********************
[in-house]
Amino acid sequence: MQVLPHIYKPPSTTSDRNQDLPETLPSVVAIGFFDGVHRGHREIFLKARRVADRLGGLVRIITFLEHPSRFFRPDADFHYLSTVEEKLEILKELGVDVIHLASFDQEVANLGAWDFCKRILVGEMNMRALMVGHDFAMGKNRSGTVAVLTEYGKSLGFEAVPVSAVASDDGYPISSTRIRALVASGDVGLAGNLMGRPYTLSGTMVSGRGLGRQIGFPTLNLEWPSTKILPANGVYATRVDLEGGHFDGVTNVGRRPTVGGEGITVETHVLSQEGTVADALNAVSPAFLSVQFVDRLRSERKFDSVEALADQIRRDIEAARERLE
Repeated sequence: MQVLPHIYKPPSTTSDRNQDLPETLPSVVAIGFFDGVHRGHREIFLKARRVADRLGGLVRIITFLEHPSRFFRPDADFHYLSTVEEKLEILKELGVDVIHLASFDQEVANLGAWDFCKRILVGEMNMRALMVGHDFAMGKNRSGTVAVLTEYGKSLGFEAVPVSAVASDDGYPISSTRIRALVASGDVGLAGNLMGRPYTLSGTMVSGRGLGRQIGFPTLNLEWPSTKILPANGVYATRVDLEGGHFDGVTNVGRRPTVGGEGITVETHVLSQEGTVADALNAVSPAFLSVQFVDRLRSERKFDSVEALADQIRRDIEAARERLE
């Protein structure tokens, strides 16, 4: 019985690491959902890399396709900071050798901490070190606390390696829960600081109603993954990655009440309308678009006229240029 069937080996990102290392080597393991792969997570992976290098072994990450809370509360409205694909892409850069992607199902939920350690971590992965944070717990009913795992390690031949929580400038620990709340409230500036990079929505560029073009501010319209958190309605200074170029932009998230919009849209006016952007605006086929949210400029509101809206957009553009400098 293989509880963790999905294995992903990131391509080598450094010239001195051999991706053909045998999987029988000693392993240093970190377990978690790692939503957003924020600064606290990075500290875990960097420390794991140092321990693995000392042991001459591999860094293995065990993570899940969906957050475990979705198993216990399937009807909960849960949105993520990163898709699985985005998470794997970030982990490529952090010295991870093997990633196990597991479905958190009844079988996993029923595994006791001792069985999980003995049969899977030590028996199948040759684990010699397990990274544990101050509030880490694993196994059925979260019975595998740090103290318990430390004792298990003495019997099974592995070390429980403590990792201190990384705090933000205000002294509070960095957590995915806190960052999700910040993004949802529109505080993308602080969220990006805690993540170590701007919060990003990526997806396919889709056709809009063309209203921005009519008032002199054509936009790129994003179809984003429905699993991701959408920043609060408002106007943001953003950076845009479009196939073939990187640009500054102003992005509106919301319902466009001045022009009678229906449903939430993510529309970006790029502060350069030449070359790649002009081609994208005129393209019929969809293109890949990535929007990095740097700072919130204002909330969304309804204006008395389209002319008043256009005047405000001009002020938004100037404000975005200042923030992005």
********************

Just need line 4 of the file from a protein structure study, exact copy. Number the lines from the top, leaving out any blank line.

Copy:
């Protein structure tokens, strides 16, 4: 019985690491959902890399396709900071050798901490070190606390390696829960600081109603993954990655009440309308678009006229240029 069937080996990102290392080597393991792969997570992976290098072994990450809370509360409205694909892409850069992607199902939920350690971590992965944070717990009913795992390690031949929580400038620990709340409230500036990079929505560029073009501010319209958190309605200074170029932009998230919009849209006016952007605006086929949210400029509101809206957009553009400098 293989509880963790999905294995992903990131391509080598450094010239001195051999991706053909045998999987029988000693392993240093970190377990978690790692939503957003924020600064606290990075500290875990960097420390794991140092321990693995000392042991001459591999860094293995065990993570899940969906957050475990979705198993216990399937009807909960849960949105993520990163898709699985985005998470794997970030982990490529952090010295991870093997990633196990597991479905958190009844079988996993029923595994006791001792069985999980003995049969899977030590028996199948040759684990010699397990990274544990101050509030880490694993196994059925979260019975595998740090103290318990430390004792298990003495019997099974592995070390429980403590990792201190990384705090933000205000002294509070960095957590995915806190960052999700910040993004949802529109505080993308602080969220990006805690993540170590701007919060990003990526997806396919889709056709809009063309209203921005009519008032002199054509936009790129994003179809984003429905699993991701959408920043609060408002106007943001953003950076845009479009196939073939990187640009500054102003992005509106919301319902466009001045022009009678229906449903939430993510529309970006790029502060350069030449070359790649002009081609994208005129393209019929969809293109890949990535929007990095740097700072919130204002909330969304309804204006008395389209002319008043256009005047405000001009002020938004100037404000975005200042923030992005």